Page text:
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June 6, 2014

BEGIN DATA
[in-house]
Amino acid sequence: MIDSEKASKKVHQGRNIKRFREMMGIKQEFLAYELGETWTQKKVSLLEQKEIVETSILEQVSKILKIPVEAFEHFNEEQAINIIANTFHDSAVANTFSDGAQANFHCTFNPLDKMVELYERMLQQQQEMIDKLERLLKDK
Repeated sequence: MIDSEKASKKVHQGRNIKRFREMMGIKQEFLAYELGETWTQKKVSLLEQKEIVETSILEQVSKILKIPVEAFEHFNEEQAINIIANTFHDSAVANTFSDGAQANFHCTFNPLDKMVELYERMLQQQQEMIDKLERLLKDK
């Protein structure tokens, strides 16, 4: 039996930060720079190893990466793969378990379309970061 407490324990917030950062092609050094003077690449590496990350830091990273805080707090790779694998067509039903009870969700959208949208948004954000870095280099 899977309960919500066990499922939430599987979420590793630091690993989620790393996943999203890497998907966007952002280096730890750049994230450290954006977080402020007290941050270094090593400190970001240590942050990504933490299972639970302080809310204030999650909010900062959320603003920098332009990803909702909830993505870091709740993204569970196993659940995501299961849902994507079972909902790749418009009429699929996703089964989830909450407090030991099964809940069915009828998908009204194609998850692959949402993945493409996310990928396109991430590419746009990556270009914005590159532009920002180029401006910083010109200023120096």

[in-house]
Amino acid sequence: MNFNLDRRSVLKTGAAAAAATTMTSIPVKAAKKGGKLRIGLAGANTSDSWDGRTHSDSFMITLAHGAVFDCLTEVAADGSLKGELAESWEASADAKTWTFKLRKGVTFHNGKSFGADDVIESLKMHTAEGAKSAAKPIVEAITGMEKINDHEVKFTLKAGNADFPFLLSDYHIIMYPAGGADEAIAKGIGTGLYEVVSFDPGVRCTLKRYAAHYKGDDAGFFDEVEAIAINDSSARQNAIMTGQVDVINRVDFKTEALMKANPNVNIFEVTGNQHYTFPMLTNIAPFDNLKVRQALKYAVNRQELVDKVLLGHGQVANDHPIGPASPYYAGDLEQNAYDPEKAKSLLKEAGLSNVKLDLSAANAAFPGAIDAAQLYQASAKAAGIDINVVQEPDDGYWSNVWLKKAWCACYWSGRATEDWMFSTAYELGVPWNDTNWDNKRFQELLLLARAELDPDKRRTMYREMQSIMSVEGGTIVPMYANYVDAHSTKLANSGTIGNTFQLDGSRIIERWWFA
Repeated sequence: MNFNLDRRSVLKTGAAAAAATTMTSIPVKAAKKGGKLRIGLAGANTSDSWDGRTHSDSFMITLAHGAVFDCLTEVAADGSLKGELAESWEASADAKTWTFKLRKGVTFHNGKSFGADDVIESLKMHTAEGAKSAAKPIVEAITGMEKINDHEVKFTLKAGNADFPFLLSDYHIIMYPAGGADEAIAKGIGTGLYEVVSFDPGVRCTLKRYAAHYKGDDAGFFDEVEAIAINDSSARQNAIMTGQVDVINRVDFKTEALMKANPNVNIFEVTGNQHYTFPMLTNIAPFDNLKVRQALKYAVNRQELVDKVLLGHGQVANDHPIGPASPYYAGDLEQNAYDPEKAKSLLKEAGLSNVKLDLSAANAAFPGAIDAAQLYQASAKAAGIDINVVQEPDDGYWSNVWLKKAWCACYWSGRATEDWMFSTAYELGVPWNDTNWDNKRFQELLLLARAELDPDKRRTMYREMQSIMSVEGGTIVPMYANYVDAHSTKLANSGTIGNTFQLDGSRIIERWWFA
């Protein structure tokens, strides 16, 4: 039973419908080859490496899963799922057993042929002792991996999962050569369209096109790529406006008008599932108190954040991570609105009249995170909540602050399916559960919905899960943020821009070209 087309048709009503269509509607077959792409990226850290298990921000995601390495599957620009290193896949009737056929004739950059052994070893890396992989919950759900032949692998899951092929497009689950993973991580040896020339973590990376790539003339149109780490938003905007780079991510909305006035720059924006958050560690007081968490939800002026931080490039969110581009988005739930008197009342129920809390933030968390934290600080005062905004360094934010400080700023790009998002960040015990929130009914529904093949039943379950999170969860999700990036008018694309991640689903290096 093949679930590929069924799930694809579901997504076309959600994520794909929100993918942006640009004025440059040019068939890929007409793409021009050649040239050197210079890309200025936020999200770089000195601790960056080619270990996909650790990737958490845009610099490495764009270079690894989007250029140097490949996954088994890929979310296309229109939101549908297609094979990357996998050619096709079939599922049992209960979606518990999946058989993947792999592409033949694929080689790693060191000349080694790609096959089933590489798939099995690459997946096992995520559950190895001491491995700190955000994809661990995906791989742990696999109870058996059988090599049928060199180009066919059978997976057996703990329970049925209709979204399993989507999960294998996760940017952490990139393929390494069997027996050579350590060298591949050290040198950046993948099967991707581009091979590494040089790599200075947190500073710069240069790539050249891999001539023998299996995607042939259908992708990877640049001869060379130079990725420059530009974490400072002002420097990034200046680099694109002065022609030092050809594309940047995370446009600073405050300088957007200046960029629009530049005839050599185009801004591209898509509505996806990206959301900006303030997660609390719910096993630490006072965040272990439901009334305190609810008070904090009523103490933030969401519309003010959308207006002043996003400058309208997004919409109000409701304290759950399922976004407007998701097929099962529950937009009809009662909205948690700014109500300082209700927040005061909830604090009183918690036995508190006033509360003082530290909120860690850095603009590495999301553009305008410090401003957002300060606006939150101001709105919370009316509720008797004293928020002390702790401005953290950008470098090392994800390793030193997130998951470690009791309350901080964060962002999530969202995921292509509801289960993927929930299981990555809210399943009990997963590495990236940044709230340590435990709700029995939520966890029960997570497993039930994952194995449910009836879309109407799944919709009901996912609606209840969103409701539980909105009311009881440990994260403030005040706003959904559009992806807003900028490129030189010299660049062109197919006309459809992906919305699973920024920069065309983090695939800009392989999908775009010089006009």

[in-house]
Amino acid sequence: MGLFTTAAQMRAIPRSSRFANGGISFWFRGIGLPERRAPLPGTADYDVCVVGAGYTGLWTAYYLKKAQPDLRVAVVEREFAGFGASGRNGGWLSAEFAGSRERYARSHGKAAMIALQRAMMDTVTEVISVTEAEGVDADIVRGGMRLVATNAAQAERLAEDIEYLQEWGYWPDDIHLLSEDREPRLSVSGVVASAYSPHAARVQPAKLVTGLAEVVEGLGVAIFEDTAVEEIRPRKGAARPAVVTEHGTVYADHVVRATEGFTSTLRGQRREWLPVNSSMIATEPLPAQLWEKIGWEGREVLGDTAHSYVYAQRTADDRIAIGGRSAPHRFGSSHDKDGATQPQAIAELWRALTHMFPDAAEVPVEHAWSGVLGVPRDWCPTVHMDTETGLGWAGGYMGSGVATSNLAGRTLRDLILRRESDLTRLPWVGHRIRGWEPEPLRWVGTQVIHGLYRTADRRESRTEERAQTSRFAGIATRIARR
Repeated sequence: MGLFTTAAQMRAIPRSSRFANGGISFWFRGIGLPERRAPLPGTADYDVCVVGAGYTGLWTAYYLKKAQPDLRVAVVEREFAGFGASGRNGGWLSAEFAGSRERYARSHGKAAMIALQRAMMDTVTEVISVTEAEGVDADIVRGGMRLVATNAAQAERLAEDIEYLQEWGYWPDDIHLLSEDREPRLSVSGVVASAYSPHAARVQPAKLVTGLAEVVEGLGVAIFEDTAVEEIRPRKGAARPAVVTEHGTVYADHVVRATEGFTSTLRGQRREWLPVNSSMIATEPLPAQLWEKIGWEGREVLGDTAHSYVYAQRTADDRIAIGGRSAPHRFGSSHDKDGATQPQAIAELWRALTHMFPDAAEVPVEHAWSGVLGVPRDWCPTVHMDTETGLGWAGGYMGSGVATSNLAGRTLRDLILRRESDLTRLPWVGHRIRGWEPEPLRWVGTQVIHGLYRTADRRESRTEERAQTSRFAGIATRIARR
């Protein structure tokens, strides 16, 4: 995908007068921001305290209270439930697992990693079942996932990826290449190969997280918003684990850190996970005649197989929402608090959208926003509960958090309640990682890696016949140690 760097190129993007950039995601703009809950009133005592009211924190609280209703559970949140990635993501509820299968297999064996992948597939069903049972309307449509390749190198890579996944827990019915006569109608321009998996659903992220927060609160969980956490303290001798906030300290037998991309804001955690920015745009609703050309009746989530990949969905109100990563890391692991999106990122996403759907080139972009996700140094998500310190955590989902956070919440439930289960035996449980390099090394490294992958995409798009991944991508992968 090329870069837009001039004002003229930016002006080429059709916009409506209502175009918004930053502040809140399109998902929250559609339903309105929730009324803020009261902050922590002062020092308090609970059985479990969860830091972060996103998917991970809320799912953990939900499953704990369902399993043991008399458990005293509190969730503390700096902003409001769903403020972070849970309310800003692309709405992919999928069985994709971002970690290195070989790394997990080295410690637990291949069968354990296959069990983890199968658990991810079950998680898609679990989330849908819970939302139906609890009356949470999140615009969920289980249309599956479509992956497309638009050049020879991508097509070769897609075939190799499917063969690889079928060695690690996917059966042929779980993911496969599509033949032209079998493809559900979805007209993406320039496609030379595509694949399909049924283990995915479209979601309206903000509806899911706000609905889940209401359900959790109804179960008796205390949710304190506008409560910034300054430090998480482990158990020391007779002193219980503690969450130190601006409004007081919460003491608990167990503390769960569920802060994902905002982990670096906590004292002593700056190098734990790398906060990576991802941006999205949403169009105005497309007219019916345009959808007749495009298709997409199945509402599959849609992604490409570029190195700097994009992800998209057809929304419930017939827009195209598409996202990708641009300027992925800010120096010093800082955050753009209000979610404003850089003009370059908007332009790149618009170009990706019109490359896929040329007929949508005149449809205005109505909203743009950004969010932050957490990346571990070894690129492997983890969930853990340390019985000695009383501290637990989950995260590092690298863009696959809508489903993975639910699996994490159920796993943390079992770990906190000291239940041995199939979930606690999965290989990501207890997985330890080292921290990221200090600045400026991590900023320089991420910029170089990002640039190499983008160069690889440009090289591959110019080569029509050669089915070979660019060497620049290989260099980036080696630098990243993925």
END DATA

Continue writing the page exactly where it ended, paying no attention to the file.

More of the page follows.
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PAGE 2A HERITAGE FLORIDA JEWISH NEWS, JUNE 6, 2014 Philip Roth, onetime 'enfant terrible,' gets seminary honor Ellen Dubin Photography Philip Roth receives an honorary doctorate at the Jewish Theological Semi- nary's commencement in New York on May 22, 2014. By Beth Kissileff (JTA)--"What is being done to silence this man?" an American rabbi asked in a 1963 letter to the Anti- Defamation League. He was talking about the novelist Philip Roth, whose early nov- els and short stories cast his fellow American Jews in what some considered a none-too- flattering light. Fast-forward halfa century. On Thursday, the writer whose works were once denounced as profane was honored by one of American Jewry's sacred citadels: The Jewish Theological Semi- nary, Conservative Juda- ism's flagship educational institution, awarded Roth an honorary doctorate at its commencement ceremony. "From enfant terrible to elder statesman. Time heals all wounds," Rabbi David Wolpe of Sinai Temple in Los Angeles remarked to JTA via email. Early in his career, Roth drew outrage with sometimes stinging depictions of Jewish life, as well as his graphic portrayal in his 1969 novel "Portnoy's Complaint" of the protagonist's sexual desires. Some worried that his work would endanger American Jews, providing fodder for anti-Semites. In one notorious incident, Roth was shaken by a hostile reception he received at a 1962 literary symposium at New York's Yeshiva University. Recalling being shouted at by hostile students after the event, Roth vowed to "never write about Jews again"--a promise, of course, that he did not keep. "There is a certain amount of poetic justice, an aestheti- cally satisfying irony, in Philip Roth's beginning his career with a brouhaha at Yeshiva University and ending it with an honorary doctorate from the Jewish Theological Semi- nary--an honor perhaps more significant than the Nobel Prize that eludes him," Mi- chael Kramer, associate pro- fessor of literature at Israel's Bar-Ilan University, wrote in an email. "Would Roth himself have imagined such a plot? His endings tend to the tragic." Now the 81-year-old Roth's own career is itself at an end. In 2012, Roth announced that he would not be writing more books. Earlier this month, he declared after a reading at New York's 92nd Street Y that he was done with public appearances. "This was absolutely the last appearance I will make on any public stage, anywhere," said Roth, although last Wednesday news broke that he will appear as an interview guest on Come@ Central's "Colbert Report" in July. Roth, in his books, poked fun at the wrath he incurred from some in the Jewish com: munity. One of his recurring protagonists, Nathan Zucker- man, is a novelist whose own writings have similarly upset many Jews. But after decades as one of America's leading literary lights, the anger Roth once evoked has been eclipsed by acclaim. In a phone interview, the seminary's chancellor, Arnold Eisen, a sociologist and the only non-rabbi to lead JTS since World War II, called Roth the "greatest sociolo- gist on American Jewish life, without doubt." Eisen said that in his previous job at Stanford University, he frequently assigned Roth's books to students in his classes on Roth on page 15A Making sense of Pope Francis's whirlwind Mideast trip By Alex Traiman After two intense days of re- ligious ceremonies in Bethle- hem and Jerusalem, meetings with Israeli and Palestinian officials, unscheduled photo opportunities, and debilitat- ing traffic arrangements, Is- raelis and interfaith relations experts are trying to attach the appropriate symbolism to Pope Francis's visit to the region. Nearly every stop made by the pontiff was subjected to simultaneous scrutiny and praise. While long-term tensions between the Jew- ish people and the Catholic Church were made apparent by the trip, some experts are acknowledging a thaw in Israel-Vatican relations. "The Jewish people and the Catholic Church in recent years have found that their 40 years of dialogue have paid off and friendly relationships have resulted," said Betty Eh- renberg--executive director of the North American branch of the World Jewish Congress and chairperson of the Inter- national Jewish Committee on Interreligious Consultations, an umbrella organization rep- resenting prominent Jewish organizations in discussions with leaders of other faiths. Ehrenberg, who attended a meeting between the pope and Israeli President Shimon Peres, told that there is "a friendship between the Catholic Church and the Jewish people that should be nurtured" and that there "certainly was a warmth to this visit, and you can't deny that." "We have to realize that we have problems in common, and we have to work together on these problems," she said. Also important, in Eh- renberg's estimation, is the message that the visit sends to Middle East Christians who find themselves under the constant threat of attack. "There has been very little outcry [on Christian suffer- ing] by the United Nations; there has been very little out- cry by other international or- ganizations," said Ehrenberg. "We haven't heard enough of an outcry, not from the Catho- Friedman & Friedman Excellence in Real Estate Jeffrey and Barbara Friedman 407-222-6059 - Direct One Team. Twice the Knowledge, Service and Experience Serving the Central Florida Jewish Community for over 12 years lic Church and not from any of the Christian denominations. In fact, it has been the Jewish people that have been decry- ing this phenomenon." But by visiting the Middle East, the pope "has shown that he is present and that he cares, and gives Christians here in the region strength," Ehrenberg said. "Hopefully we can work together with the Catholic Church to help ensure reli- gious freedoms for everyone around the world, and for protection," she said. Pope Francis planted roots for improved interfaith re- lations even before being elected pontiff, said Giuseppe Platania, founder of Italy's Israel Allies Caucus, an alli- ance that fosters cooperation and dialogue between the Italian Senate and the Israeli Knesset. "He is a friend of the Jewish people, probably more than others before him," Platania told "He appears to be very open to dialogue with the Jewish community. Back in Argentina, the pope had a strong relationship with the Jewish community. So he grew up with a strong, positive relationship with the Jewish community from before he became pope." Platania said Francis made a "significant" symbolic ges- ture during his first week as pope by making a phone call to the chief rabbi of the Jewish community in Rome. "When you become a leader of over a billion people, what you do carries tremendous weight," he said. Appropriately, then, every stop by Pope Francis on his Israel trip--planned and unplanned--was scrutinized for its symbolism. "His itinerary is very sig- nificant," Platania said."What he goes to visit first was very well thought-out. The actual order of the people he sees, and shakes hands with, and the sites he visits, is very significant." The pope referred to Pales- tinian Authority-controlled territory as the "Palestinian State," a move that contra- dicts the U.N. status of the Palestinian Authority as a "non-member observer state." Francis also landed first in the Palestinian city of Bethlehem, a day before his official state welcome by Israel at Ben- Gurion InternationalAirport. According to Platania, Yonatan Sindel/Flash90 On May 26, Pope Francis seen with Israeli President Shi- mon Peres at a ceremony held at the president's residence in Jerusalem. Francis was not the first pope to visit Palestinian-controlled territory before setting foot in fully sovereign Jewish ter- ritory, and the order of the pope's itinerary may have had more to do with religion than politics. The New Testament identifies Bethlehem as the birthplace of Jesus. "Maybe there is a stronger Christian connection to start [the trip] by going to Beth- lehem than by going to the Kotel," Platania said. Ehrenberg said there is nothing new about the Vati- can's policy toward Palestin- ian statehood. "The Vatican recognized a Palestinian state many years ago already," she said. "So anyone surprised by this doesn't remember when this first happened in the '80s." The pope then surprised many by making an unsched- uled prayer stop at concrete sections of a wall separating Bethlehem from Jerusalem, Pope on page 15A Brussels shooting victims leave By Dave Bender The Algemeiner behind two teen daughters TEL AVIV--Miriam and Emmanuel Riva were "the cream of the crop," grieving family and friends said of the 50-year-old couple, slain in May 24's shooting attack at the Jewish Museum in Brus- sels, Belgium. Two employees of the center were also killed, Israel Radio said. The couple, who lived in Tel Aviv and leave behind a 15 - and a 17-year-old daughter, were Israeli Foreign Ministry em- ployees for the last four years, and were due to return to Israel on May 29, friends said. "Up until two years ago, Emmanuel was the vice- consul in Berlin; they were cultured people of character who loved Israel," said Josia Porat, Emmanuel's cousin's wife. As horrified family mem- bers in Israel and the United States were notified, relatives and school officials prepared to look after the daughters, Porat told Israeli daily Ma'ariv. For the moment, "the fam- ily has decided not to tell Em- manuel's father, who is over 90 years old, of the murders," the Belgian-born Porat said. "The anti-Semitism there is shocking," she said. "It's not what it once was." Meanwhile, in Brussels, local police and officials speculated that "everything is possible," as to the attacker's motives. "We know that the location, the Jewish Museum in Brus- sels, makes one think of it being an anti-Semitic attack, but we do not have enough to confirm this is the case," a state Prosecutor's Office spokesman said. Police have launched a manhunt for the gunman, and, earlier, released an individual initially detained immediately after the shoot- ings, according to Israel's Walla news site. "The entire Jewish commu- nity is in shock," in the wake of the killings, said one Jewish community leader. Another told Israel Army Radio that Belgium's 45,000 Jews "were in a state of panic." "We have decided to imple- ment deterrent measures, said Belgian Interior Minister Joelle Milquet, including beef- ing up the police presence in areas of Jewish concentration. "This is the firstanti-Jewish attack in Brussels since World War II," said Dr. Maurice Sos- nowski, the head of the Jew- ish community of Belgium. "The Jewish community is in good standing with everyone, even the Muslim community," another Jewish official told Israeli daily Yediot Ahronot. Senior Israeli officials were in contact with Belgian counterparts, and President Shimon Peres called on Euro- pean governments to combat anti-Semitism. "This act of murder is the result of constant incite- ment against Jews and their state," Israeli Prime Minister Benjamin Netanyahu said in a statement sent to reporters. "I urge all the leaders of Europe--do not take anti- Semitic incidents lightly," Peres said in a statement. "Each incident calls for a powerful response. European leaders must wage war against anti-Semitism, as it rears its head in many European countries," Peres said. In related news, two un- known assailants badly hurt two Jews in Paris on Satur- day night, May 24, as they left a synagogue. French police are looking for the culprits in the attack, which took place several hours after the Brus- sels killings. It is unclear at this stage if there was a direct connection between the two attacks.